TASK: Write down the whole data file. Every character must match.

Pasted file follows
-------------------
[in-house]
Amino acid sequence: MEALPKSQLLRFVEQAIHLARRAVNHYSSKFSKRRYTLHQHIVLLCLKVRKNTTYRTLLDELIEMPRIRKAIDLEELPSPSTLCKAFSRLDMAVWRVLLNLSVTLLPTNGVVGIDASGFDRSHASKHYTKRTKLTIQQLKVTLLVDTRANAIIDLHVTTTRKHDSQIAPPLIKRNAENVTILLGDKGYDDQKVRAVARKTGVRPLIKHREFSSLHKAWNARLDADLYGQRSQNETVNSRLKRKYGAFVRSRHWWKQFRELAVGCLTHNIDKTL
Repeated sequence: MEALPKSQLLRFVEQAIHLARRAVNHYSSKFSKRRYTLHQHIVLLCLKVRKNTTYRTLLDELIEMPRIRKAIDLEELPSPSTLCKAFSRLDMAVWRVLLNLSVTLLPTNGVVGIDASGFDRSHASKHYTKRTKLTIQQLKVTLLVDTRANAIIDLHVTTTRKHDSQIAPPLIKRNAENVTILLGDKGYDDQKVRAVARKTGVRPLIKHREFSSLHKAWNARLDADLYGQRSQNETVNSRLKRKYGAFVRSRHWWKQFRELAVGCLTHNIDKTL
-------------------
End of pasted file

[in-house]
Amino acid sequence: MEALPKSQLLRFVEQAIHLARRAVNHYSSKFSKRRYTLHQHIVLLCLKVRKNTTYRTLLDELIEMPRIRKAIDLEELPSPSTLCKAFSRLDMAVWRVLLNLSVTLLPTNGVVGIDASGFDRSHASKHYTKRTKLTIQQLKVTLLVDTRANAIIDLHVTTTRKHDSQIAPPLIKRNAENVTILLGDKGYDDQKVRAVARKTGVRPLIKHREFSSLHKAWNARLDADLYGQRSQNETVNSRLKRKYGAFVRSRHWWKQFRELAVGCLTHNIDKTL
Repeated sequence: MEALPKSQLLRFVEQAIHLARRAVNHYSSKFSKRRYTLHQHIVLLCLKVRKNTTYRTLLDELIEMPRIRKAIDLEELPSPSTLCKAFSRLDMAVWRVLLNLSVTLLPTNGVVGIDASGFDRSHASKHYTKRTKLTIQQLKVTLLVDTRANAIIDLHVTTTRKHDSQIAPPLIKRNAENVTILLGDKGYDDQKVRAVARKTGVRPLIKHREFSSLHKAWNARLDADLYGQRSQNETVNSRLKRKYGAFVRSRHWWKQFRELAVGCLTHNIDKTL